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16275Re: [AZ] azalea

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  • George Klump
    Apr 1, 2011
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      On 3/31/2011 9:39 PM, George Klump wrote:

      31 March 2011


      You can move the azaleas now, if you are careful.  By that I mean that you will need to dig out a tad beyond the drip line which should be beyond the roots a tad.  You won't need to go very deep, maybe eight inches, but you will need to dig probably 80% of the circumferencer before removing it from the soil by leverage. 

      The next consideration is to be very careful where you replant the azaleas.  Oak tree roots can be invasive, especially if the oak trees are deciduous, as those roots will tend to be rather shallow and could get in the way of the azalea roots and kill the azaleas or at least make their lives difficult.

      Then, if the root ball is about six inches deep, then, I would suggest making the hole no deeper than about eight inches.  If the diameter of it is, say, twelve inches, then, make the diameter of the hole at least eighteen inches.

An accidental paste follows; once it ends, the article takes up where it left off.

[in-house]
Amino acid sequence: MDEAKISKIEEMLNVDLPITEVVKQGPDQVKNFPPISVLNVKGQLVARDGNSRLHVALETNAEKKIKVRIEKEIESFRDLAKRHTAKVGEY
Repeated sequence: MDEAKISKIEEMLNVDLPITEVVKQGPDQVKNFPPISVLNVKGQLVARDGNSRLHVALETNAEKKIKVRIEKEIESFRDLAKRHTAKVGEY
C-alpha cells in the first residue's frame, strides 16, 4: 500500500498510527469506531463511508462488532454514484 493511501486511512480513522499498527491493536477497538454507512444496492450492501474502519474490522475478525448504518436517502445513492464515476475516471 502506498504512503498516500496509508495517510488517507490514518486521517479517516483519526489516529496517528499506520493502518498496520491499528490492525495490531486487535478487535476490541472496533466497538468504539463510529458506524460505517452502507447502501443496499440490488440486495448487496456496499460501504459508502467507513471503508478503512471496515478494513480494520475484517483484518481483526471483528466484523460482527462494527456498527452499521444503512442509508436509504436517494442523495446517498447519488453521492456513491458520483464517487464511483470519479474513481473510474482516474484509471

Just to make sure and to reduce the shock of transplanting the azaleas, I would make a mixture of coarse peat moss, perlite and some good shredded bark in equal parts by volume.  Just "eyeball" it.  Don't use any soil in the mixture.  If you feel you have to, then, I would suggest not adding more than 10% of native soil thoroughly mixed.  Now fill the hole about two-thirds of the way with the mixture, run the hose on it till it becomes a "soup" and watch how fast it drains.  It should be fairly rapid.  Set the plant in the middle of it [after it has drained] and fill it the rest of the way to about one inch below the crown of the azalea.  Water the whole thing once more to make another "soup" and walk away.  When you get to the Fourth of July, put about a cupful of cottonseed meal around each azalea, dry, of course, and water it in gently.  Then, do it again on Labor Day and no more. 

      I suggest cottonseed meal for several reasons one of them being that it is organic, slow acting and will not burn, if used as suggested.  In replanting an azalea you do not want a fast acting inorganic fertilizer.  And there are some other good reasons, but that's enough for now.

      George E. Klump
      Southern California Chapter, ARS/ASA 

      On 3/31/2011 4:44 PM, Dg1205114@... wrote:

      this is from the Ask US page, so please send me a cc. I'm about to re do my front in front of my house. It doesnot get a lot of  water  and gets afternoon sun. I have two azaleas that have done o.k. there. I have to move them . I am in raleigh n.c. I think it is in zone 9 ? Can i move them now? The biggest I want to move under some oak trees with some others. I love azaleas but not have  good luck with them. These are about 5yrs old and would  them to live. Any help would be greatly appreciated

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